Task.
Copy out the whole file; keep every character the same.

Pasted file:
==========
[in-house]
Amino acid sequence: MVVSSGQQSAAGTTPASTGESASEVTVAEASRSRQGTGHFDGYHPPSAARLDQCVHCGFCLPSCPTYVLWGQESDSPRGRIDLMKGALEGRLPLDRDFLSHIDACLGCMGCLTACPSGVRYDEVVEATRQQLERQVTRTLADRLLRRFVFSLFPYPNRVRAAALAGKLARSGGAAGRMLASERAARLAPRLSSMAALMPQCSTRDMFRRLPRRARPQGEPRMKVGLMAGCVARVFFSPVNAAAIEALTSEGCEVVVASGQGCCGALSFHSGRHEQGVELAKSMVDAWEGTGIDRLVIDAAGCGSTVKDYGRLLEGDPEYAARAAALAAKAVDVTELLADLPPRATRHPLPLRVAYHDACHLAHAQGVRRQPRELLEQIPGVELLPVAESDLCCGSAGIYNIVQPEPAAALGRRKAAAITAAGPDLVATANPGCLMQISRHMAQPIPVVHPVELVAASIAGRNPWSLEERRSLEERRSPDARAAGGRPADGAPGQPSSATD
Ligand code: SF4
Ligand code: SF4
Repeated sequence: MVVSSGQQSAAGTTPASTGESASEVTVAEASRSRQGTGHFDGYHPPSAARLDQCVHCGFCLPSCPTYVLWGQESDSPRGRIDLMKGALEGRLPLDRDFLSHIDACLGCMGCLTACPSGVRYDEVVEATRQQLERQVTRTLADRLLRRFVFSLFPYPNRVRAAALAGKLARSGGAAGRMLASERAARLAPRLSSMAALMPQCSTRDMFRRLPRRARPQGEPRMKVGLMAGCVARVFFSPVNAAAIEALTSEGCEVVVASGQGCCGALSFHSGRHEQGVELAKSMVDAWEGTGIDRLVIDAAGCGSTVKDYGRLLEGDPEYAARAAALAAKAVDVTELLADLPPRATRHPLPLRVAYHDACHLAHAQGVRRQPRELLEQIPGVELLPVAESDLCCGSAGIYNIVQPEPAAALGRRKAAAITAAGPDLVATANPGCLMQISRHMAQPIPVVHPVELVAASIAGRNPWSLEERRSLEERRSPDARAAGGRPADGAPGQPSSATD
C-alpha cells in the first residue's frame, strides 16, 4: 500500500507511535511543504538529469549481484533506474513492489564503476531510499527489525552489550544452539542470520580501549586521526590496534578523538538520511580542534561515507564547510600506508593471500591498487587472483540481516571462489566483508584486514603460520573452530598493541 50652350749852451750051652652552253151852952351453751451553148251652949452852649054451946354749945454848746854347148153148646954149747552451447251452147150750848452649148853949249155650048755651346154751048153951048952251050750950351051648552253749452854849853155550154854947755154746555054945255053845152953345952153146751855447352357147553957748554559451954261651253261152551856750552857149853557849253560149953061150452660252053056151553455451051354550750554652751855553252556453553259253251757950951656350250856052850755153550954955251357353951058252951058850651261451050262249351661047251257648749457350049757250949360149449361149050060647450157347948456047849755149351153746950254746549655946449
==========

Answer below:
[in-house]
Amino acid sequence: MVVSSGQQSAAGTTPASTGESASEVTVAEASRSRQGTGHFDGYHPPSAARLDQCVHCGFCLPSCPTYVLWGQESDSPRGRIDLMKGALEGRLPLDRDFLSHIDACLGCMGCLTACPSGVRYDEVVEATRQQLERQVTRTLADRLLRRFVFSLFPYPNRVRAAALAGKLARSGGAAGRMLASERAARLAPRLSSMAALMPQCSTRDMFRRLPRRARPQGEPRMKVGLMAGCVARVFFSPVNAAAIEALTSEGCEVVVASGQGCCGALSFHSGRHEQGVELAKSMVDAWEGTGIDRLVIDAAGCGSTVKDYGRLLEGDPEYAARAAALAAKAVDVTELLADLPPRATRHPLPLRVAYHDACHLAHAQGVRRQPRELLEQIPGVELLPVAESDLCCGSAGIYNIVQPEPAAALGRRKAAAITAAGPDLVATANPGCLMQISRHMAQPIPVVHPVELVAASIAGRNPWSLEERRSLEERRSPDARAAGGRPADGAPGQPSSATD
Ligand code: SF4
Ligand code: SF4
Repeated sequence: MVVSSGQQSAAGTTPASTGESASEVTVAEASRSRQGTGHFDGYHPPSAARLDQCVHCGFCLPSCPTYVLWGQESDSPRGRIDLMKGALEGRLPLDRDFLSHIDACLGCMGCLTACPSGVRYDEVVEATRQQLERQVTRTLADRLLRRFVFSLFPYPNRVRAAALAGKLARSGGAAGRMLASERAARLAPRLSSMAALMPQCSTRDMFRRLPRRARPQGEPRMKVGLMAGCVARVFFSPVNAAAIEALTSEGCEVVVASGQGCCGALSFHSGRHEQGVELAKSMVDAWEGTGIDRLVIDAAGCGSTVKDYGRLLEGDPEYAARAAALAAKAVDVTELLADLPPRATRHPLPLRVAYHDACHLAHAQGVRRQPRELLEQIPGVELLPVAESDLCCGSAGIYNIVQPEPAAALGRRKAAAITAAGPDLVATANPGCLMQISRHMAQPIPVVHPVELVAASIAGRNPWSLEERRSLEERRSPDARAAGGRPADGAPGQPSSATD
C-alpha cells in the first residue's frame, strides 16, 4: 500500500507511535511543504538529469549481484533506474513492489564503476531510499527489525552489550544452539542470520580501549586521526590496534578523538538520511580542534561515507564547510600506508593471500591498487587472483540481516571462489566483508584486514603460520573452530598493541 50652350749852451750051652652552253151852952351453751451553148251652949452852649054451946354749945454848746854347148153148646954149747552451447251452147150750848452649148853949249155650048755651346154751048153951048952251050750950351051648552253749452854849853155550154854947755154746555054945255053845152953345952153146751855447352357147553957748554559451954261651253261152551856750552857149853557849253560149953061150452660252053056151553455451051354550750554652751855553252556453553259253251757950951656350250856052850755153550954955251357353951058252951058850651261451050262249351661047251257648749457350049757250949360149449361149050060647450157347948456047849755149351153746950254746549655946449